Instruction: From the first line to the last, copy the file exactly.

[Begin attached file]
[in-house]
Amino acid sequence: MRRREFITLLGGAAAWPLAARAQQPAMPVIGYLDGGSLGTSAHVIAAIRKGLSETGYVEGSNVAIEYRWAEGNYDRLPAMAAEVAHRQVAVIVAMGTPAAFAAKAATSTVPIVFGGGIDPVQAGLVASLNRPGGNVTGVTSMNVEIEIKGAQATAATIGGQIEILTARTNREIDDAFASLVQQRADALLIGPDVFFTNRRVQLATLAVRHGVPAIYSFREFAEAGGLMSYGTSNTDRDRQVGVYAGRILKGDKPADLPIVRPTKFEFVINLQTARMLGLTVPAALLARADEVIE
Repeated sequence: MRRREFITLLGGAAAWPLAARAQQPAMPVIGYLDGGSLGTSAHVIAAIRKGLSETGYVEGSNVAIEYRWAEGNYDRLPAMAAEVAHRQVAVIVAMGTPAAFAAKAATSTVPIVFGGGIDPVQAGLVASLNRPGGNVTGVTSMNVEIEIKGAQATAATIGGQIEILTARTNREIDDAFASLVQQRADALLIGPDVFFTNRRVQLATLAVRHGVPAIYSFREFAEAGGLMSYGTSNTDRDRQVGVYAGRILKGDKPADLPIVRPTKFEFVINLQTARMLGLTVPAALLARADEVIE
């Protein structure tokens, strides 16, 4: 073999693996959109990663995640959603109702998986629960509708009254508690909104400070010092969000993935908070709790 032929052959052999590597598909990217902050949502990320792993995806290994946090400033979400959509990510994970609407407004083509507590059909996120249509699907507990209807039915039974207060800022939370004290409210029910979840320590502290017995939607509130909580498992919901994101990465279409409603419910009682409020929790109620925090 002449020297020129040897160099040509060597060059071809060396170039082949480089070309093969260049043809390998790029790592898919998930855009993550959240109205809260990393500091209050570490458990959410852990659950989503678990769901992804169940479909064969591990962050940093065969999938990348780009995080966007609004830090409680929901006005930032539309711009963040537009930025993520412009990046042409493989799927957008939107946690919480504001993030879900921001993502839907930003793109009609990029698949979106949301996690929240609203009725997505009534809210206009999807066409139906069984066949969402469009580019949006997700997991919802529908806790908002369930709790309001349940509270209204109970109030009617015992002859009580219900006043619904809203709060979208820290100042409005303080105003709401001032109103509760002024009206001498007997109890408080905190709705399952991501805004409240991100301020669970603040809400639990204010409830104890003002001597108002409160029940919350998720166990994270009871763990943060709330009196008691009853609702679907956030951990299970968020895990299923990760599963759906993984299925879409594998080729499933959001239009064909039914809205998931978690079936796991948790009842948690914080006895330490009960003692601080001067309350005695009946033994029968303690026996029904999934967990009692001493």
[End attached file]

[in-house]
Amino acid sequence: MRRREFITLLGGAAAWPLAARAQQPAMPVIGYLDGGSLGTSAHVIAAIRKGLSETGYVEGSNVAIEYRWAEGNYDRLPAMAAEVAHRQVAVIVAMGTPAAFAAKAATSTVPIVFGGGIDPVQAGLVASLNRPGGNVTGVTSMNVEIEIKGAQATAATIGGQIEILTARTNREIDDAFASLVQQRADALLIGPDVFFTNRRVQLATLAVRHGVPAIYSFREFAEAGGLMSYGTSNTDRDRQVGVYAGRILKGDKPADLPIVRPTKFEFVINLQTARMLGLTVPAALLARADEVIE
Repeated sequence: MRRREFITLLGGAAAWPLAARAQQPAMPVIGYLDGGSLGTSAHVIAAIRKGLSETGYVEGSNVAIEYRWAEGNYDRLPAMAAEVAHRQVAVIVAMGTPAAFAAKAATSTVPIVFGGGIDPVQAGLVASLNRPGGNVTGVTSMNVEIEIKGAQATAATIGGQIEILTARTNREIDDAFASLVQQRADALLIGPDVFFTNRRVQLATLAVRHGVPAIYSFREFAEAGGLMSYGTSNTDRDRQVGVYAGRILKGDKPADLPIVRPTKFEFVINLQTARMLGLTVPAALLARADEVIE
């Protein structure tokens, strides 16, 4: 073999693996959109990663995640959603109702998986629960509708009254508690909104400070010092969000993935908070709790 032929052959052999590597598909990217902050949502990320792993995806290994946090400033979400959509990510994970609407407004083509507590059909996120249509699907507990209807039915039974207060800022939370004290409210029910979840320590502290017995939607509130909580498992919901994101990465279409409603419910009682409020929790109620925090 002449020297020129040897160099040509060597060059071809060396170039082949480089070309093969260049043809390998790029790592898919998930855009993550959240109205809260990393500091209050570490458990959410852990659950989503678990769901992804169940479909064969591990962050940093065969999938990348780009995080966007609004830090409680929901006005930032539309711009963040537009930025993520412009990046042409493989799927957008939107946690919480504001993030879900921001993502839907930003793109009609990029698949979106949301996690929240609203009725997505009534809210206009999807066409139906069984066949969402469009580019949006997700997991919802529908806790908002369930709790309001349940509270209204109970109030009617015992002859009580219900006043619904809203709060979208820290100042409005303080105003709401001032109103509760002024009206001498007997109890408080905190709705399952991501805004409240991100301020669970603040809400639990204010409830104890003002001597108002409160029940919350998720166990994270009871763990943060709330009196008691009853609702679907956030951990299970968020895990299923990760599963759906993984299925879409594998080729499933959001239009064909039914809205998931978690079936796991948790009842948690914080006895330490009960003692601080001067309350005695009946033994029968303690026996029904999934967990009692001493």